Proper administration of the drug artemisinin, along with a partner drug, will ensure that it remains effective, experts say
Malaria drugs on sale in Phnom Penh. A three-day conference last week in Phnom Penh aimed to help the Thai and Cambodian governments with containment efforts.
DESPITE recent studies pointing to the potential spread of drug-resistant malaria, the World Health Organisation remains optimistic that proper administration of the antimalarial drug artemisinin can fend off resistance and contain the disease.
Pascal Ringwald, malaria coordinator for the WHO, told the Post last week that widespread use of artemisinin in a combination, or co-formulated, pill is central to its proper administration.
Ringwald acknowledged that two studies - including one published last December in The New England Journal of Medicine - concluded that artemisinin has become less effective but dismissed the idea that drug-resistant malaria strains are likely to spread.
The study notes that artemisinin resistance "does not seem to be a widespread epidemiologic phenomenon at this time".
"There are some cases [of resistance], but they have been contained," Ringwald said. "We have the combination drug that still works."
Artemisinin is designed to be taken with a drug that stays in the blood longer and clears out residual malaria parasites, Ringwald said, noting that the risk of resistance developing rises when the drug is administered without the partner drug.
"The delay in eradication is due to monotherapies still being on the market," he said.
While resistance does not develop overnight, Duong Socheat, director of the National Centre for Parasitology, Entomology and Malaria Control, said a proactive approach was essential to counter it.
He said artemisinin resistance would lead to more malaria fatalities because "we cannot find a new drug".
According to multiple research papers, a decade ago more than 1,000 people died each year in the Kingdom from malaria, but efforts to control the disease have seen the number of annual fatalities drop to less than 200.
Despite this progress, the recent studies point out that the threat of resistance remains.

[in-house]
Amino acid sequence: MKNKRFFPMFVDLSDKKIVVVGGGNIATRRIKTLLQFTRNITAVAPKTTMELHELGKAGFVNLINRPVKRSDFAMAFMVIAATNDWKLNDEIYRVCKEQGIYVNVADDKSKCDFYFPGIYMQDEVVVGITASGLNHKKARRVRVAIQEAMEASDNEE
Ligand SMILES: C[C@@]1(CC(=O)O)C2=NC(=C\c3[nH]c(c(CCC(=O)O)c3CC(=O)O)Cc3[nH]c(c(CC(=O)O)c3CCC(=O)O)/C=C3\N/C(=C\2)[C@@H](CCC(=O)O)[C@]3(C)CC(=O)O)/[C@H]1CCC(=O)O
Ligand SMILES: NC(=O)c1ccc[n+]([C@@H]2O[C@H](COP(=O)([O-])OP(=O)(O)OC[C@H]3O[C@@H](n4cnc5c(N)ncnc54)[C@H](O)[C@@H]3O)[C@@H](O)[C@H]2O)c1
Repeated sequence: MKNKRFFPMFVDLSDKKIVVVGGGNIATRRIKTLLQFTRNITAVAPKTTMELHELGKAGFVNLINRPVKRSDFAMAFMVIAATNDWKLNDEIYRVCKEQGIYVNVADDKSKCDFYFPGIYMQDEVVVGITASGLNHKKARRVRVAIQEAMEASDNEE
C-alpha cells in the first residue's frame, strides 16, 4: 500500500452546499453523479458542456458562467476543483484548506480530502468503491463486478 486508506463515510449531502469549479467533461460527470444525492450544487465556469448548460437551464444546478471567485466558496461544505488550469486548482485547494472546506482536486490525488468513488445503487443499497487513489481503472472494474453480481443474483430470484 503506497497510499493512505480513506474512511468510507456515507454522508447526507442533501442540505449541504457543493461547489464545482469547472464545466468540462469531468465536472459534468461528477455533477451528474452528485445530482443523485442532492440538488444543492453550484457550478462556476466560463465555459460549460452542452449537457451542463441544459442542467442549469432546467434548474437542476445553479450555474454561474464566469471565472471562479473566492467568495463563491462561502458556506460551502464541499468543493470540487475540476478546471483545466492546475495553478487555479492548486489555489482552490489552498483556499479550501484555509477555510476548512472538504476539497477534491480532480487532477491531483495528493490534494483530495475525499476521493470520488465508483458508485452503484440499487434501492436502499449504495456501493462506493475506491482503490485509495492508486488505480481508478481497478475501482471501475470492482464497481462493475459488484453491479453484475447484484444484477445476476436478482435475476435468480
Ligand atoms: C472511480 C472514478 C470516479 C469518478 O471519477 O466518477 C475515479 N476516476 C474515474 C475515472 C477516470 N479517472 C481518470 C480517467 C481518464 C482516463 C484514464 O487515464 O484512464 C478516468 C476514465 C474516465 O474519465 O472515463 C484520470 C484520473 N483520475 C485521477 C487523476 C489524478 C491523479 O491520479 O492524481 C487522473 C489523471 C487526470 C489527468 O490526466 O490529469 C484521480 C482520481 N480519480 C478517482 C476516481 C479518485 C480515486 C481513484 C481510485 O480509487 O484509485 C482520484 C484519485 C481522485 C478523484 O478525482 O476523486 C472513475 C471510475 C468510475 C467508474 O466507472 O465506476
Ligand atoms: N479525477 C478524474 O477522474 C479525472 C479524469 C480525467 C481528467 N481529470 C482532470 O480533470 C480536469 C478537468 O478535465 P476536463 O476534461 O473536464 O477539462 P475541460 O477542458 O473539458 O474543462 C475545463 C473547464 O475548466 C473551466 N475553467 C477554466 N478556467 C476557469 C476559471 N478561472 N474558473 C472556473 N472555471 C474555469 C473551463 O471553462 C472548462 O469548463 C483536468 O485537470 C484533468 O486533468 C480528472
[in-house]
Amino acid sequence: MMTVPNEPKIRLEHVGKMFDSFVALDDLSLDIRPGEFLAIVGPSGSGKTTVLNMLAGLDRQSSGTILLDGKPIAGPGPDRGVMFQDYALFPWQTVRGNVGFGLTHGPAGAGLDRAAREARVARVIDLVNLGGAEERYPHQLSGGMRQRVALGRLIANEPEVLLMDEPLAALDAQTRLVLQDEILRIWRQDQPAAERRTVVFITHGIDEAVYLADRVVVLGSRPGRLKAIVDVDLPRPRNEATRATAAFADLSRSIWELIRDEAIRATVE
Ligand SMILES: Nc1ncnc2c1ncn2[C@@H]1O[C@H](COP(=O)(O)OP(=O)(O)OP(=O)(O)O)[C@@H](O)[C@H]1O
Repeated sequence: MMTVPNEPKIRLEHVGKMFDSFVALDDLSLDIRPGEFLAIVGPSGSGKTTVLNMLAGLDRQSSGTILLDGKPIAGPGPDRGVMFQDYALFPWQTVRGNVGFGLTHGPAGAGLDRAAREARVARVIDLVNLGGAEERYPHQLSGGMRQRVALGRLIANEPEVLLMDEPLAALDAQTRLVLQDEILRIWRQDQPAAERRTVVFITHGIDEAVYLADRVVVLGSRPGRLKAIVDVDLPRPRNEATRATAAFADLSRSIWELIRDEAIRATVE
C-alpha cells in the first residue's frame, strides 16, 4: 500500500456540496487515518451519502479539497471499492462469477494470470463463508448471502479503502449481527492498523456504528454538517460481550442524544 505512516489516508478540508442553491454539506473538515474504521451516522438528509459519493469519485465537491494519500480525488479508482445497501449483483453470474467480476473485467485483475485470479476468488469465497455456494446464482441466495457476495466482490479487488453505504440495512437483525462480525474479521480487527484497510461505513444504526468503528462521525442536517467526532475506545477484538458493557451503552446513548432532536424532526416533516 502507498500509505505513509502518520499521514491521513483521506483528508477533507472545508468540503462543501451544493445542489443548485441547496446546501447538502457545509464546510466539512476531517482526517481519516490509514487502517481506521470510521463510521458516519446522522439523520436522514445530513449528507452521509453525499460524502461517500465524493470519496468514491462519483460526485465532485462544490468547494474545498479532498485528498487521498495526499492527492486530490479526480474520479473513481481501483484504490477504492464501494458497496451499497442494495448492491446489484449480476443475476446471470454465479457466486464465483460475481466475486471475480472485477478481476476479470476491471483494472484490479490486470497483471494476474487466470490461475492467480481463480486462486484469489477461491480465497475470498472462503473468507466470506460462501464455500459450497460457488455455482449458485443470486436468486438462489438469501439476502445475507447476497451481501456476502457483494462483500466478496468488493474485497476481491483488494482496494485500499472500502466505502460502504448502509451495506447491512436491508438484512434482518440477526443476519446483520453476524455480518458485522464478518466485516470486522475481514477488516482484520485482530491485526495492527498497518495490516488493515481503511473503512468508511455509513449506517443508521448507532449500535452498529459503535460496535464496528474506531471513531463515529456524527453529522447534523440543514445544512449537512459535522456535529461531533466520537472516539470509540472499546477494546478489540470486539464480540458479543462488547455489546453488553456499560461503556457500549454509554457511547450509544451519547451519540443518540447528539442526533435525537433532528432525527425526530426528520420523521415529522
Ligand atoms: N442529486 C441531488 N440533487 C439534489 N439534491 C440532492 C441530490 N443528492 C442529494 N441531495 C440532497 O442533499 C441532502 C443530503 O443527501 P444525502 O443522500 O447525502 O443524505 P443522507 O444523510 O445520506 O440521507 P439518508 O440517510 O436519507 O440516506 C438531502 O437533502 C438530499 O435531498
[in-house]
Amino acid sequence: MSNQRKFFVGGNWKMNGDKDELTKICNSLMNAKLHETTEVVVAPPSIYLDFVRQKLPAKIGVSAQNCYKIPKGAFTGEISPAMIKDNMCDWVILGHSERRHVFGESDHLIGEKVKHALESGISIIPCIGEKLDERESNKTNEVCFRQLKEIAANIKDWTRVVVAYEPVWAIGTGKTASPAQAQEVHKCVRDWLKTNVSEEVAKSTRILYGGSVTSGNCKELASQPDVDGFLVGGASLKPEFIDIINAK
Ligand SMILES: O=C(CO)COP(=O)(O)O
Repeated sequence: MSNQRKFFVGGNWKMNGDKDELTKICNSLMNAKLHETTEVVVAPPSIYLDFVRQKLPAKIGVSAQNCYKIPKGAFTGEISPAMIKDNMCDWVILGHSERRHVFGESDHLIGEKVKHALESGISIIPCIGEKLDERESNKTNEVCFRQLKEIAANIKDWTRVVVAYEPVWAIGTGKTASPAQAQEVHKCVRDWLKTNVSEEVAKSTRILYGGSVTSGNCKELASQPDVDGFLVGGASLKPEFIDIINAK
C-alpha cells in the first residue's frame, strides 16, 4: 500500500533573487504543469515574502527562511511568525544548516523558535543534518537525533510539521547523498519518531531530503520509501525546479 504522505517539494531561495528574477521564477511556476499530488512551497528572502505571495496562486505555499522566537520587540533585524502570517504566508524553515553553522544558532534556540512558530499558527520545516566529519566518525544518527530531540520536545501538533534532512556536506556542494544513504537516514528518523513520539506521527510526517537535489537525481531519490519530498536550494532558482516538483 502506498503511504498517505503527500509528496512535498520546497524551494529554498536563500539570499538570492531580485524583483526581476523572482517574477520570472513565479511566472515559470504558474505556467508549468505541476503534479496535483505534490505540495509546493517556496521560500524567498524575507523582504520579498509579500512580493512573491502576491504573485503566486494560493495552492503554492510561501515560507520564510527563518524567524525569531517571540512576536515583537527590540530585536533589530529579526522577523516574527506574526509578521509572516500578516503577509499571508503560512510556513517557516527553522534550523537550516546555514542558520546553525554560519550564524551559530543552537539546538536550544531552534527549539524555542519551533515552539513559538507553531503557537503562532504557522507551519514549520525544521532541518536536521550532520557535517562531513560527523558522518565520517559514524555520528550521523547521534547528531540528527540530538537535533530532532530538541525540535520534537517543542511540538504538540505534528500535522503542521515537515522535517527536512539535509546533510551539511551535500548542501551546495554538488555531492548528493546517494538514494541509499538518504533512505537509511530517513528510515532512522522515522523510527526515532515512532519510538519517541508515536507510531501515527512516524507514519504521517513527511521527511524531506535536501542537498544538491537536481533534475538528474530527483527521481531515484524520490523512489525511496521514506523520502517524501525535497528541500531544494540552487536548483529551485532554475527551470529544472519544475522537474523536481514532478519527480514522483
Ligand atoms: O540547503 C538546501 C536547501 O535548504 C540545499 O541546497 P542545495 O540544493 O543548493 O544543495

Ringwald said the global community has been slow to respond to indications that resistance could be on the rise. Since 2000, he said, artemisinin has grown less and less effective.
"In 2001 we endorsed co-formulated pills, but companies invested in monotherapies," he said. "It has only been in recent times that more companies have begun producing co-formulated therapies."
Its delayed response aside, Duong Socheat said the medical community has learned from past instances of resistance to other antimalarial drugs, particularly chloroquine, which was first administered in the 1940s. Resistance developed in the 1950s and ultimately spread widely enough to render the drug essentially ineffective.
One of the factors that damaged the effectiveness of chloroquine was over-prescription, he said.
To avoid this in the case of artemisinin, doctors are also prescribing Malarone, which can be used both as a preventive drug and as a form of treatment, Duong Socheat said.
A three-day conference held last week in Phnom Penh was the first of four organised in conjunction with the Bill and Melinda Gates Foundation, which has pledged US$14 million to the Cambodian and Thai governments to help with containment efforts.
With an eradication plan in place, Doung Sochet said he is cautiously optimistic about stopping transmission of the disease from mosquitos to humans.
Ringwald said the implementation of and adherence to strict protocols - in particular, the pairing of artemisinin with partner drugs - would likely control the disease.
"In a wonderful world, the combined drugs would slow down the parasite," he said. "But we also need to continue our containment work."